Sunday, 29 March 2015

Toward a historical timeline of litter in the UK

A quick attempt at a timeline of the history of litter in the UK. This is just meant to quickly capture my recent reading on the topic, in the hope it may help someone researching the topic in the future:

1930s: Council for the Preservation of Rural England (CPRE) is concerned at level of picnic waste from motor-coach 'day trips' excursions, and the then-new rambling groups, from the cities to natural beauty spots.

1930s: Women's Institutes (WI) take up the CPRE concerns, adding urban concerns about Bank Holiday Weekends, and coastal concerns about seaside beaches, etc. The WI lacks national backing or a coherent campaign.

1940s: Intensive recycling during wartime.

1950s: Soft drinks and beer are still sold in returnable/refillable glass and stoneware bottles, on which a cash deposit had to be paid. Lack of a bottle smashing 'yob' culture, outside of small parts of London and Glasgow.

1951-53: Conservatives launch first national anti-litter campaigns.

1954: Keep Britain Tidy Group formed by the Women's Institutes (WI), Queen Mother as Patron.

1958: Government gets behind Keep Britain Tidy. Conservatives propose and passed The Litter Act in Parliament.

1969: The famous "Tidyman" logo starts to appear on some packaging.

1970s: Keep Britain Tidy Group becomes more professional, uses celebrities in TV ads.

1970s: Rise of 'disposable' fast food packaging, non-returnable glass bottles, cans. Spread of fast food franchises.

1970s: IRA terrorist bombings cause the removal of litter bins in some urban public places.

1970s: TV children's series The Wombles (1973–1975) introduces a generation of children to litterpicking as a hard but worthy activity.

1974: Keep Britain Tidy Group focussed only on those groups most likely to casually litter: school children, young men, smokers. Schools still able to organise pupils for litter picks.

1983: Conservatives proposed and passed the new Litter Act of 1983 in Parliament. Also the Environmental Pollution Act 1974.

1986: Mrs Thatcher forms a 'Litter Task Force' headed by Richard Branson. Leads to the Tidy Britain campaign, personally launched by Mrs Thatcher.

1980s: New large landfill sites needed across the country, to cope with the vast amounts of litter and packaging being generated annually.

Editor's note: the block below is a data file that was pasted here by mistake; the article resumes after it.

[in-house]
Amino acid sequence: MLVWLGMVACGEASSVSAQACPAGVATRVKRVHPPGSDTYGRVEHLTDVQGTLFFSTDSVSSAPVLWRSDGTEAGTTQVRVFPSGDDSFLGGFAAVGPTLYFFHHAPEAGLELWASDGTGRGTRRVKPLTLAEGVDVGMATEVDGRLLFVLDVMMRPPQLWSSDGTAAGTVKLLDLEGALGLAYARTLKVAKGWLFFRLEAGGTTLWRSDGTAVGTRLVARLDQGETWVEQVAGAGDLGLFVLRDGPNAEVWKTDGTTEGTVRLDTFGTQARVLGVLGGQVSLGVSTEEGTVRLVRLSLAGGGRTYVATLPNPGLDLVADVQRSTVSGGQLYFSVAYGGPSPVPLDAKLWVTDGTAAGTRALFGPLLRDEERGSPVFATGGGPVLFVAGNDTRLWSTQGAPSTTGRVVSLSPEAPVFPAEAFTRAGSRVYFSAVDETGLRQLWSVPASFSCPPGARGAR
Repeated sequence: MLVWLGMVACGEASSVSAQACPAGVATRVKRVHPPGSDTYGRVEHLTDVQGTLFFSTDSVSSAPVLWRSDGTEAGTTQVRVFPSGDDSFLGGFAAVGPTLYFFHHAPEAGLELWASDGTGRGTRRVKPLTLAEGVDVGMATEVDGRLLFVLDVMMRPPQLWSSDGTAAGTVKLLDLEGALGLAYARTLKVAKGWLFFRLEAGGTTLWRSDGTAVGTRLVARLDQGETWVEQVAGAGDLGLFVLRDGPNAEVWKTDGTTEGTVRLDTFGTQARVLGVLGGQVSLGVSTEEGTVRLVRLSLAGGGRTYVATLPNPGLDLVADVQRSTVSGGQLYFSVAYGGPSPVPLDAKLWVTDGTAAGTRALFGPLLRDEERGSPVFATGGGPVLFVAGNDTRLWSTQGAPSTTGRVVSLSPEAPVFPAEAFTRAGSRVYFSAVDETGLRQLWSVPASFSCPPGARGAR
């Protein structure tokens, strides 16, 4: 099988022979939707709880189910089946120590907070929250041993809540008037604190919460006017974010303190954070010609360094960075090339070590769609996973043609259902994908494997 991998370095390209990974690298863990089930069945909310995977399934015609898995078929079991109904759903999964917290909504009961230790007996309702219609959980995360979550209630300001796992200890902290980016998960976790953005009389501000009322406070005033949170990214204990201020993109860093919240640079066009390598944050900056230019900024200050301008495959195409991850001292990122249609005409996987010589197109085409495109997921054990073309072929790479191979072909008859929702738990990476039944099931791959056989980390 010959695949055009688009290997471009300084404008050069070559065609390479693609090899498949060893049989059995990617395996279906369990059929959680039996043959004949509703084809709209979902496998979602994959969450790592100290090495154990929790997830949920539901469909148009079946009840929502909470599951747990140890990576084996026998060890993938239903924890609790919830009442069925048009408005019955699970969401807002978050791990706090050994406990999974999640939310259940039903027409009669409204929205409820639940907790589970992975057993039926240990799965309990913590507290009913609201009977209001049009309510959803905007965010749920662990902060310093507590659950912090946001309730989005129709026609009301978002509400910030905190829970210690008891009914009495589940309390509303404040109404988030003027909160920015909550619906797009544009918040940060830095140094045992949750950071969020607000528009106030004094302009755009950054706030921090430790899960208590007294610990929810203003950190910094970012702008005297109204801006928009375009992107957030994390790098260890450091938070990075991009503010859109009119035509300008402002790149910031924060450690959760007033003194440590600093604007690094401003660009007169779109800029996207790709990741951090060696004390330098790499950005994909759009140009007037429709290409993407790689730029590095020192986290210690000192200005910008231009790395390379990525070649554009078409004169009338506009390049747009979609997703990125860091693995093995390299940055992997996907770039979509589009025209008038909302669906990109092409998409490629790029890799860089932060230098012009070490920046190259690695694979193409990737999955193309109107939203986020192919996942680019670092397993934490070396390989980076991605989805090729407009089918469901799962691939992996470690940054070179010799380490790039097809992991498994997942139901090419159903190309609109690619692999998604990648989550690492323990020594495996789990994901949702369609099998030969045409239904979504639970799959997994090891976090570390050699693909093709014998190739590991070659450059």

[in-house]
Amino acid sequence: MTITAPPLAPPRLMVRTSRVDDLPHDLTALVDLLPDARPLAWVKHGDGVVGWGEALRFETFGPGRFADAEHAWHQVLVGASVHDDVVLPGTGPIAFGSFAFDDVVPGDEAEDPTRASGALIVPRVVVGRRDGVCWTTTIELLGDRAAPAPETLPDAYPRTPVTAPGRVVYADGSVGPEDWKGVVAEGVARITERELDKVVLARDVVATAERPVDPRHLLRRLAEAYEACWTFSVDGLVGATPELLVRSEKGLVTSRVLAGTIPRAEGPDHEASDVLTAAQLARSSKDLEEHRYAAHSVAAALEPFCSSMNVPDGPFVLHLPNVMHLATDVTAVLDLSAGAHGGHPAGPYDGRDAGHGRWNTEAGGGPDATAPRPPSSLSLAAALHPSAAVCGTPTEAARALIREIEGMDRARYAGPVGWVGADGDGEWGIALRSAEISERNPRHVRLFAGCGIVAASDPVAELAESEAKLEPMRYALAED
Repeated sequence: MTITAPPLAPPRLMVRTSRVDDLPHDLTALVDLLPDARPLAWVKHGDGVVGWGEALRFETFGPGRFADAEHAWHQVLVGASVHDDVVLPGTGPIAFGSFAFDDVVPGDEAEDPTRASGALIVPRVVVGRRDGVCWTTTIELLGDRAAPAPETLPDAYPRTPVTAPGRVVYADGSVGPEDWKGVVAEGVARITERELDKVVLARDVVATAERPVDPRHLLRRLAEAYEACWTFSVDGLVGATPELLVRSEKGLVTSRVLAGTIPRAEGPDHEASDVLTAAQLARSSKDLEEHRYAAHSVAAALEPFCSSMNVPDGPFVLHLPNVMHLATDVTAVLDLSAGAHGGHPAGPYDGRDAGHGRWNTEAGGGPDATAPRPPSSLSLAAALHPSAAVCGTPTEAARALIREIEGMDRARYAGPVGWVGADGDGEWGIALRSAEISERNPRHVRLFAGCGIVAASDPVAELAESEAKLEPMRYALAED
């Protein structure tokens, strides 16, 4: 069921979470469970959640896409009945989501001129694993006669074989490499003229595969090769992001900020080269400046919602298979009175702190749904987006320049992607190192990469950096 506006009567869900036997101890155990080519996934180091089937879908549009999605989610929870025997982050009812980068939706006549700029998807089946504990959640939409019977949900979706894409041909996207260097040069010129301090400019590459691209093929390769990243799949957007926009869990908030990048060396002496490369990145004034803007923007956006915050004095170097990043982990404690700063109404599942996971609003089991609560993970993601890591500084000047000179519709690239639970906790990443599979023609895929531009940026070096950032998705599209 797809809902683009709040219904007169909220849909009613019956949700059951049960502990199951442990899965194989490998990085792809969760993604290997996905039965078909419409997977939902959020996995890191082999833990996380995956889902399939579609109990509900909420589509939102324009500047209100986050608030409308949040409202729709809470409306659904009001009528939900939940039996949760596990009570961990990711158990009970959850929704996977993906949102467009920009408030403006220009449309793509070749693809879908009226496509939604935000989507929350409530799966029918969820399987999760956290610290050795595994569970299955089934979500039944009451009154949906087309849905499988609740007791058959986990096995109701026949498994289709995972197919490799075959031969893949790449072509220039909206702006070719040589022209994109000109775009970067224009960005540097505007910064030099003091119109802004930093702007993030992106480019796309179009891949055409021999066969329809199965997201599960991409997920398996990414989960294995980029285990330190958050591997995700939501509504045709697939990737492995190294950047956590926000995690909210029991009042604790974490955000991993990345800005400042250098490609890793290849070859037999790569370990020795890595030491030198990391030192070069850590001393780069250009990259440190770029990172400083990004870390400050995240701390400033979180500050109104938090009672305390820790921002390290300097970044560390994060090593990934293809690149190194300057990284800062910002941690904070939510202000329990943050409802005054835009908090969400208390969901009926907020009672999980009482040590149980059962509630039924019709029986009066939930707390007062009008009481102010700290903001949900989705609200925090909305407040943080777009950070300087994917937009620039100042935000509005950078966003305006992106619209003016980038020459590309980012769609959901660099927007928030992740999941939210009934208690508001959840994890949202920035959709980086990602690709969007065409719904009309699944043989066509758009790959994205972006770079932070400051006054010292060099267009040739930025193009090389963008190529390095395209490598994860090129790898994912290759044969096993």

1980s: Dog population starts rising rapidly, from a base of 5 million.

1980s: Spread of large out-of-town supermarkets, and more use of single-use plastic carrier bags.

1980s-2000s: Large increase in heroin addicts and drug dealers, who cause extensive localised crime and litter.

1990: Conservatives bring in the Environmental Protection Act 1990 in Parliament.

1990s: Health-and-safety doctrines prompt councils to move away from roving solo litter pickers, toward more vehicle-based street cleaning services. These then tended to become distinctly town-centre focussed, as the growing 'night-time economy' threw down ever more litter.

1990s: Schools and parents increasingly see litter picking as a 'demeaning' activity. This interacts with the new 'health and safety' doctrine, and some schools stop requiring litter picking by their pupils.

2000s: A growing rift between adults and kids, meaning adults could no longer admonish a kid throwing litter or smashing a bottle. The last soft drinks companies stop offering refundable deposits on glass bottles. Growth of the bottle-smashing yob culture.

2000s: Dog population is now much increased. 3.2 million more dogs are in the country than the late 1970s, meaning much more dog poo. Emergence of the bizzare and disgusting practice of hanging small bags of dog poo on bushes, trees and fences.

2000s: Rat numbers increased by 29% from 2001-2006, feasting on a new type of half-eaten fast-food litter. Consequent rise in the health risks of litter.

2000s: Terrorism fears after 9/11 cause the removal of litter bins in some urban public places, such as train stations.

2000s: Strongly rising population of urban foxes, which find ripping open bin bags at night easier than catching rabbits. This spurs the increasing introduction of wheely bins. This is followed by the rise of kerbside seperated-item recycling boxes for each household, which are often overflowing and/or opened up by high winds/foxes/cats, causing litter dispersal.

2000s: Rise in numbers of 'buy to let' landlords and university students — thus more fly-tipping of the left-behind goods of previous tenants.

Sources:

* "Blowin' in the wind: a short history of litter in the twentieth century"

* The Politics of Expertise: How NGOs Shaped Modern Britain.

* "Number and ownership profiles of cats and dogs in the UK".

* "KEEP BRITAIN TIDY CAMPAIGN AND RATS!", BBC News 30/09/02 and Google Books searches.

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